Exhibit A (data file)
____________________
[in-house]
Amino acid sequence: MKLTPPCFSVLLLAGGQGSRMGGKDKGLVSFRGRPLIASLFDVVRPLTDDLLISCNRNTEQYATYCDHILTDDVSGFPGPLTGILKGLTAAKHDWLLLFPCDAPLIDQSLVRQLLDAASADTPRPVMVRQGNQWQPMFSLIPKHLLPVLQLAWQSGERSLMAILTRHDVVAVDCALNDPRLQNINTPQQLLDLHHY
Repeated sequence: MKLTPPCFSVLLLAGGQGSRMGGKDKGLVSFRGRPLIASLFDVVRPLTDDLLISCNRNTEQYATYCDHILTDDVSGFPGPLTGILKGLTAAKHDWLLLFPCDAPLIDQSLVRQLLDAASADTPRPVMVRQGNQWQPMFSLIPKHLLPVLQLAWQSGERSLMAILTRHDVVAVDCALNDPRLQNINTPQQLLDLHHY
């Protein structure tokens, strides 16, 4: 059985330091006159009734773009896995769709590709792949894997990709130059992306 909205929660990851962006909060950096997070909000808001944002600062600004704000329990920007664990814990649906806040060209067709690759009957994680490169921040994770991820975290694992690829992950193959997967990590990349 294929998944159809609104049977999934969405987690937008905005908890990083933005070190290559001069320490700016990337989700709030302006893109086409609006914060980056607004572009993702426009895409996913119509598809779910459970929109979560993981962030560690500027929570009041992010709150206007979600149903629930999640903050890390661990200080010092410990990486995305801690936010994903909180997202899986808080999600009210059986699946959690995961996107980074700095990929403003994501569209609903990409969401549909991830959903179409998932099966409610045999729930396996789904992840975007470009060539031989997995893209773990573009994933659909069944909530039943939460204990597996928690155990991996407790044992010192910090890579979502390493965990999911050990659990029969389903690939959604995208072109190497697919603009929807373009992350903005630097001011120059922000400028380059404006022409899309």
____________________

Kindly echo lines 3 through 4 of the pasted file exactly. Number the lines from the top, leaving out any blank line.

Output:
Repeated sequence: MKLTPPCFSVLLLAGGQGSRMGGKDKGLVSFRGRPLIASLFDVVRPLTDDLLISCNRNTEQYATYCDHILTDDVSGFPGPLTGILKGLTAAKHDWLLLFPCDAPLIDQSLVRQLLDAASADTPRPVMVRQGNQWQPMFSLIPKHLLPVLQLAWQSGERSLMAILTRHDVVAVDCALNDPRLQNINTPQQLLDLHHY
């Protein structure tokens, strides 16, 4: 059985330091006159009734773009896995769709590709792949894997990709130059992306 909205929660990851962006909060950096997070909000808001944002600062600004704000329990920007664990814990649906806040060209067709690759009957994680490169921040994770991820975290694992690829992950193959997967990590990349 294929998944159809609104049977999934969405987690937008905005908890990083933005070190290559001069320490700016990337989700709030302006893109086409609006914060980056607004572009993702426009895409996913119509598809779910459970929109979560993981962030560690500027929570009041992010709150206007979600149903629930999640903050890390661990200080010092410990990486995305801690936010994903909180997202899986808080999600009210059986699946959690995961996107980074700095990929403003994501569209609903990409969401549909991830959903179409998932099966409610045999729930396996789904992840975007470009060539031989997995893209773990573009994933659909069944909530039943939460204990597996928690155990991996407790044992010192910090890579979502390493965990999911050990659990029969389903690939959604995208072109190497697919603009929807373009992350903005630097001011120059922000400028380059404006022409899309």